SEARCH

SEARCH BY CITATION

References

  • American Association for the Advancement of Science. (1989). Science for all Americans. Washington, DC: AAAS.
  • Atwater, M. M., & Riley, J. P. (1993). Multicultural science education: Perspectives, definitions, and research agenda. Science Education, 77, 661668.
  • Bernstein, R. J. (1983). Beyond objectivism and relativism: Science, hermeneutics, and praxis. Philadelphia: University of Pennsylvania Press.
  • Bloom, A. (1987). The closing of the American mind. New York: Simon & Schuster.
  • Brickhouse, N. W. (in press). Bringing in the outsiders: Reshaping the sciences of the future. Journal of Curriculum Studies.
  • Brickhouse, N. W., Stanley, W. B., & Whitson, J. A. (1993). Practical reasoning and science education: Implications for theory and practice. Science & Education, 2, 363375.
  • Brown, H. I. (1977). Perception, theory and commitment: The new philosophy of science. Chicago: Precedent Publishing, Inc.
  • Clewell, B. C., Anderson, B. T., & Thorpe, M. E. (1992). Breaking the barriers: Helping female and minority students succeed in mathematics and science. San Francisco: Jossey-Bass.
  • Dennick, R., (1992). Analyzing multicultural and antiracist science education. School Science Review, 73 (264), 7988.
  • DeVitt, N. (1979). The statistical case for elimination of the midwife: Fact versus prejudice, 1890-1935 (part 2). Women & Health, 4 (2), 169186.
  • Donegan, J. B. (1978). Women & men midwives: Medicine, morality, and misogyny in early America. Westport, CT: Greenwood Press.
  • Follman, J. (1984). Cornucopia of correlations. American Psycholgist, 39, 701702.
  • Gottfredson, L. S. (1987). The practical significance of black-white differences in intelligence. Behavioral and Brain Sciences, 10, 510512.
  • Gould, S. J. (1981). The mismeasure of man. New York: W. W. Norton.
  • Haraway, D. (1988). Situated knowledges: The science question in feminism and the privilege of partial perspective. Feminist Studies, 14, 575599.
  • Harding, S. (1986). The science question in feminism. Ithaca, NY: Cornell University Press.
  • Harding, S. (1991). Whose science? Whose knowledge. Ithaca, NY: Cornell University Press.
  • Haskell, T. L. (1984). The authority of experts: Studies in history and theory. Bloomington, IN: University of Indiana Press.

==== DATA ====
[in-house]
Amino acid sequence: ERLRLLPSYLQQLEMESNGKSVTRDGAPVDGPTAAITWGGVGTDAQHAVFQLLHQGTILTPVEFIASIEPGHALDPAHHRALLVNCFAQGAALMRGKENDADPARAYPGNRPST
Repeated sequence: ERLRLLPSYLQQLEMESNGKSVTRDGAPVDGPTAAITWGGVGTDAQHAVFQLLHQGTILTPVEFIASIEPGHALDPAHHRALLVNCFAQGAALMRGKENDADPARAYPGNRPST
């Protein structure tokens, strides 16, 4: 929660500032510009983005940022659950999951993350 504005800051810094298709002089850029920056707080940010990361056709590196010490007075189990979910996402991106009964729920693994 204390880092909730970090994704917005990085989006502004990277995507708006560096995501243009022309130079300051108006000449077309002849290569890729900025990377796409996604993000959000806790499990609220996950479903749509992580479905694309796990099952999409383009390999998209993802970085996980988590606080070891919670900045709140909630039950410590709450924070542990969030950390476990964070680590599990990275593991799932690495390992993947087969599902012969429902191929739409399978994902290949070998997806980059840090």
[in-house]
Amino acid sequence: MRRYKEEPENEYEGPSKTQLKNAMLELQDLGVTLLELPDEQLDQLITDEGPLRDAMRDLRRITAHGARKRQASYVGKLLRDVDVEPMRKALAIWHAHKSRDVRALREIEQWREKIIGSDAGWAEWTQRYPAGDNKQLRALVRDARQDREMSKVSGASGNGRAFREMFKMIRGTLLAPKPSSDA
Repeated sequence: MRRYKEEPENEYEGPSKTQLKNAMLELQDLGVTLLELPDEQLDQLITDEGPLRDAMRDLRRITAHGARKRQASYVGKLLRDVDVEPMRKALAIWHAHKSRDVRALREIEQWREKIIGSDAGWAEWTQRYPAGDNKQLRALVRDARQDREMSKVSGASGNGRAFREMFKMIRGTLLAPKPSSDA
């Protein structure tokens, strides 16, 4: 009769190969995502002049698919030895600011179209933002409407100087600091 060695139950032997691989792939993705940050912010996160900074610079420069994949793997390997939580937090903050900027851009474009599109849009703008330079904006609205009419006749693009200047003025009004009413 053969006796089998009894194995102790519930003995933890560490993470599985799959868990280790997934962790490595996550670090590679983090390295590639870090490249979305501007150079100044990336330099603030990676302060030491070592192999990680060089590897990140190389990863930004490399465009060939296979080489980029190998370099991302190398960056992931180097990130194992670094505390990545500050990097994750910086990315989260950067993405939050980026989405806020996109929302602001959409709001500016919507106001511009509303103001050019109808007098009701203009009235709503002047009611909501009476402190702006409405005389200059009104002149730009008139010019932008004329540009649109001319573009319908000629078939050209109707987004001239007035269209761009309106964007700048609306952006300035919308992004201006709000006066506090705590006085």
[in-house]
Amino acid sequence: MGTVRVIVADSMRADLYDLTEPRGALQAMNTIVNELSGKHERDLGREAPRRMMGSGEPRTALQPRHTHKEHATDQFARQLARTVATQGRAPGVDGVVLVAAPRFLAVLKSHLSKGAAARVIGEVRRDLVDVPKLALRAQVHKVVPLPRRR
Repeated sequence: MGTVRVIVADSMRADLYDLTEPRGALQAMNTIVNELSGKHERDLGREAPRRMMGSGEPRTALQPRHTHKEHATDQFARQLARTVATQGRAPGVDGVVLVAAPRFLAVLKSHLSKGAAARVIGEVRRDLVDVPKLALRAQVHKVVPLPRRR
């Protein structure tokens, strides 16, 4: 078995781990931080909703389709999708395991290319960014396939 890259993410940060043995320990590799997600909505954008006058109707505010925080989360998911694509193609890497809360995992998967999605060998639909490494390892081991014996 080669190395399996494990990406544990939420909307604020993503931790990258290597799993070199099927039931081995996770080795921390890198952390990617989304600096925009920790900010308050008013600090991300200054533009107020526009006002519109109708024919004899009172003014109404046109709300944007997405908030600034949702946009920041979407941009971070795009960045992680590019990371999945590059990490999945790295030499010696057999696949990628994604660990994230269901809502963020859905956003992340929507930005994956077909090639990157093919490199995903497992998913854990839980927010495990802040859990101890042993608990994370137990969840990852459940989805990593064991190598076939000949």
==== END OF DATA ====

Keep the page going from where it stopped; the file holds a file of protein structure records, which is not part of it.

• Hirsch, E. D. (1987). Cultural literacy: What every American needs to know. Boston: Houghton Mifflin.
  • Hodson, D. (1993). In search of a rationale for multicultural science education. Science Eudcation, 77, 685711.
  • Jacob, M. C. (1988). The cultural meaning of the scientific revolution. New York: Knopf.
  • Jacobson, J. L. (1989). Abandoning homelands. In State of the World 1989. New York: W. W. Norton.
  • Jensen, A. R. (1980). Bias in mental testing. New York: Free Press.
  • Kelly, G. J., Carlsen, W. S., & Cunningham, C. M. (1993). Science education in sociocultural context: Perspectives from the sociology of science. Science Education, 77 (2), 207220.
  • Kuhn, T. (1970). The structure of scientific revolutions. Chicago: University of Chicago Press.
  • Lakatos, I. (1977). Proofs and refutations. Cambridge: Cambrige University Press.
  • Leavitt, J. W. (1986). Brought to bed: Childbearing in America 1750 to 1950. New York: Oxford University Press.
  • Matthews, M. R. (1993, April). Multicultural science education: The contribution of history and philosophy of science. Paper presented at the annual meeting of the National Association for Research in Science Teaching, Atlanta, GA.
  • Merton, R. K. (1970). Science, technology, and society in seventeenth-century England. New York: Howard Fertig.
  • National Committee for Science Education Standards and Assessment. (1992, October). Discussion document prepared for the AAAS Forum for School Science, October 30-31, 1992.
  • Oakes, J. (1990). Opportunities, achievement, and choice: Women and minority students in science and mathematics. Review of Research in Education, 16, 153222.
  • Popper, K. R. (1968). The logic of scientific discovery. New York: Harper & Row. (Original work published 1935.)
  • Rakow, S. J., & Bermudez, A. B. (1993). Science is “Ciencia”: Meeting the needs of Hispanic American students. Science Education, 77, 669683.
  • Ravitch, D., & Finn, C. E. (1987). What do our 17-year olds know? New York: Harper & Row.
  • Rennie, L. J., & Parker, L. H. (1993). Curriculum reform and choice of science: Consequences for balanced and equitable participation and achievement. Journal of Research in Science Teaching, 30, 10171028.
  • Rodney, W. (1982). How Europe underdeveloped Africa. Washington, DC: Howard University Press.
  • Schlesinger, A. M., Jr. (1991). The disuniting of America: Reflections on a multicultural society. Knoxville, TN: Whittle Direct Books.
  • Tew, M. (1990). Safer childbirth? A critical history of maternity care. New York: Chapman & Hall.
  • Upawansa, G. K. (1989). Traditional is appropriate: Ecologically balanced agriculture in Sri Lanka. In Z.Sardar (Ed.), The revenge of Athena: Science, exploitation and the third world. New York: Mansell.
  • Wertz, R. W., & Wertz, D. C. (1977). Lying-in: A history of childbirth in America. New York: Free Press.
  • Wolf, D., Bixby, J., Glenn, J., & Gardner, H. (1991). To use their minds well: Investigating new forms of student assessment. Review of Research in Education, 17, 3174.